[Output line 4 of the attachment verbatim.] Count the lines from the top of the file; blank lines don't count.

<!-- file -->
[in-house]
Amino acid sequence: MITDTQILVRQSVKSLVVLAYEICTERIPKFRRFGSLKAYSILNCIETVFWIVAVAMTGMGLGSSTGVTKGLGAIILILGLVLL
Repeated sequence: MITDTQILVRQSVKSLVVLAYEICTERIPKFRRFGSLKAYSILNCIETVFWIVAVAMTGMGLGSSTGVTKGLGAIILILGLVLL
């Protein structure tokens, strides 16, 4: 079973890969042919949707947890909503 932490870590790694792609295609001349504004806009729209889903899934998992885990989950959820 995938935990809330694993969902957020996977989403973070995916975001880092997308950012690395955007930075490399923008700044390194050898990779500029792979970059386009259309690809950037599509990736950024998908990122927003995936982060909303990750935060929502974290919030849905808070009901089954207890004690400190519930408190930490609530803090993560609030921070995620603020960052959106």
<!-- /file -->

């Protein structure tokens, strides 16, 4: 079973890969042919949707947890909503 932490870590790694792609295609001349504004806009729209889903899934998992885990989950959820 995938935990809330694993969902957020996977989403973070995916975001880092997308950012690395955007930075490399923008700044390194050898990779500029792979970059386009259309690809950037599509990736950024998908990122927003995936982060909303990750935060929502974290919030849905808070009901089954207890004690400190519930408190930490609530803090993560609030921070995620603020960052959106």